The Nuclear Regulation Authority on Wednesday officially decided on Japan’s new safety requirements for reactors aimed at preventing recurrences of disasters like the one at the Fukushima Daiichi complex in 2011.
The new regulations are expected to take effect on July 8, paving the way for nuclear power plant operators to apply for the NRA’s safety assessment as a step toward resuming the operation of their idled reactors.
While calling the regulations a “culmination” of discussions that have taken place since October last year, NRA commissioners acknowledged that the rules’ application is a more important job for them and vowed to make efforts to further improve them.
Approximately 60,000 people rallied Sunday near the Diet building in Tokyo to protest Japan’s plan to restart nuclear power plants, rally organizers said.
The Metropolitan Police Department put the number of protesters at closer to 20,000 to 30,000, Kyodo News reported. The rally began in Shiba Park, which was attended by Nobel laureate Kenzaburo Oe, RIA Novosti reported. The protesters then marched on the Diet building.
The Nuclear Regulation Authority on Wednesday revised its disaster mitigation guidelines compiled in light of the Fukushima crisis by adding criteria for evacuation and other protective actions against radiation exposure.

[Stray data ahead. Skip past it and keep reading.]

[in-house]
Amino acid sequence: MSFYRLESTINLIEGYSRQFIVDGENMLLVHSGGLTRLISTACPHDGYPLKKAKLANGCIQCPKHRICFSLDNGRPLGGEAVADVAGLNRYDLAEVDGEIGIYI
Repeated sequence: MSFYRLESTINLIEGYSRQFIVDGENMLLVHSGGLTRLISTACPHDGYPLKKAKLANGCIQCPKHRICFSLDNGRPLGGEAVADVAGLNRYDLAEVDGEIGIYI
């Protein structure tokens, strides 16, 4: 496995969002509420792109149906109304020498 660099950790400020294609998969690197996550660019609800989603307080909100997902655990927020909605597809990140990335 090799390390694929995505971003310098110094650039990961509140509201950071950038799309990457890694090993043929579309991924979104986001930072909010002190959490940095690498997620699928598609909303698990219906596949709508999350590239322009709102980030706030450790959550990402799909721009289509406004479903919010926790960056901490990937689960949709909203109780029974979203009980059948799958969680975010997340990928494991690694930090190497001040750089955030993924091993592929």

According to the revised guidelines, people living within a 5-km radius of a nuclear power plant will be given iodine tablets, which help prevent thyroid cancer, ahead of time so they can promptly take the pills in the event of a fallout crisis.
People living outside the 5-km zone, meanwhile, will be ordered to evacuate if a radiation dose of 500 microsieverts per hour is detected, a tougher criteria than the International Atomic Energy Agency’s benchmark of 1,000 microsieverts.
Japan has offered to help Saudi Arabia build nuclear power stations to free up more oil for exports, Kyodo news agency reported on Sunday, but a visiting Japanese minister said he was not seeking a supply increase now.
Trade Minister Toshimitsu Motegi’s visit at the weekend was aimed at securing extra oil from the world’s biggest exporter in case of instability in world supply, Japanese officials had said.
Japan’s reliance on oil imports has risen after its own shift from nuclear power after the Fukushima disaster in 2011, but any deal to give Japan priority access to Saudi crude in the event of supply shortages would worry other oil importers.
“It was not that we have asked for any specific request for increase of production or supply. It was just the confirmation of the relationship we have,” Motegi told journalists when asked whether he had sought assurances Japan could get more oil in a crisis.
Motegi had offered help building nuclear plants to free more crude for export and to meet rising Saudi demand for electricity, Kyodo news agency said. A Saudi official told Motegi he was hopeful Japanese technology could be used.